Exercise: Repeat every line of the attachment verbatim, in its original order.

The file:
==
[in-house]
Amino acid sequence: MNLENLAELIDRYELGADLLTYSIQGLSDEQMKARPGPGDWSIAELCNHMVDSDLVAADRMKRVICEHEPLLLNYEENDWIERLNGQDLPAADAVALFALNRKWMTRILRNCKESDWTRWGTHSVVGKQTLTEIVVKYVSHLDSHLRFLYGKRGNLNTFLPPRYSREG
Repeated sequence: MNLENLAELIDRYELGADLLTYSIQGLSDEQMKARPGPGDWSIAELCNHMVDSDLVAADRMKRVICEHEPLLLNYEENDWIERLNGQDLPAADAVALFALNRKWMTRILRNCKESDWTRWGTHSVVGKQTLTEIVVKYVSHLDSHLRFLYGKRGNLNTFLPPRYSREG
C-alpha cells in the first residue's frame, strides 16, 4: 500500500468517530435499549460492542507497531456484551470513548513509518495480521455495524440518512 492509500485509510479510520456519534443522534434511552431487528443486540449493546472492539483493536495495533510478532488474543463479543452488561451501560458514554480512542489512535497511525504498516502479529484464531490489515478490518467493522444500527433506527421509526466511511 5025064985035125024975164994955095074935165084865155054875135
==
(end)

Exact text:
[in-house]
Amino acid sequence: MNLENLAELIDRYELGADLLTYSIQGLSDEQMKARPGPGDWSIAELCNHMVDSDLVAADRMKRVICEHEPLLLNYEENDWIERLNGQDLPAADAVALFALNRKWMTRILRNCKESDWTRWGTHSVVGKQTLTEIVVKYVSHLDSHLRFLYGKRGNLNTFLPPRYSREG
Repeated sequence: MNLENLAELIDRYELGADLLTYSIQGLSDEQMKARPGPGDWSIAELCNHMVDSDLVAADRMKRVICEHEPLLLNYEENDWIERLNGQDLPAADAVALFALNRKWMTRILRNCKESDWTRWGTHSVVGKQTLTEIVVKYVSHLDSHLRFLYGKRGNLNTFLPPRYSREG
C-alpha cells in the first residue's frame, strides 16, 4: 500500500468517530435499549460492542507497531456484551470513548513509518495480521455495524440518512 492509500485509510479510520456519534443522534434511552431487528443486540449493546472492539483493536495495533510478532488474543463479543452488561451501560458514554480512542489512535497511525504498516502479529484464531490489515478490518467493522444500527433506527421509526466511511 5025064985035125024975164994955095074935165084865155054875135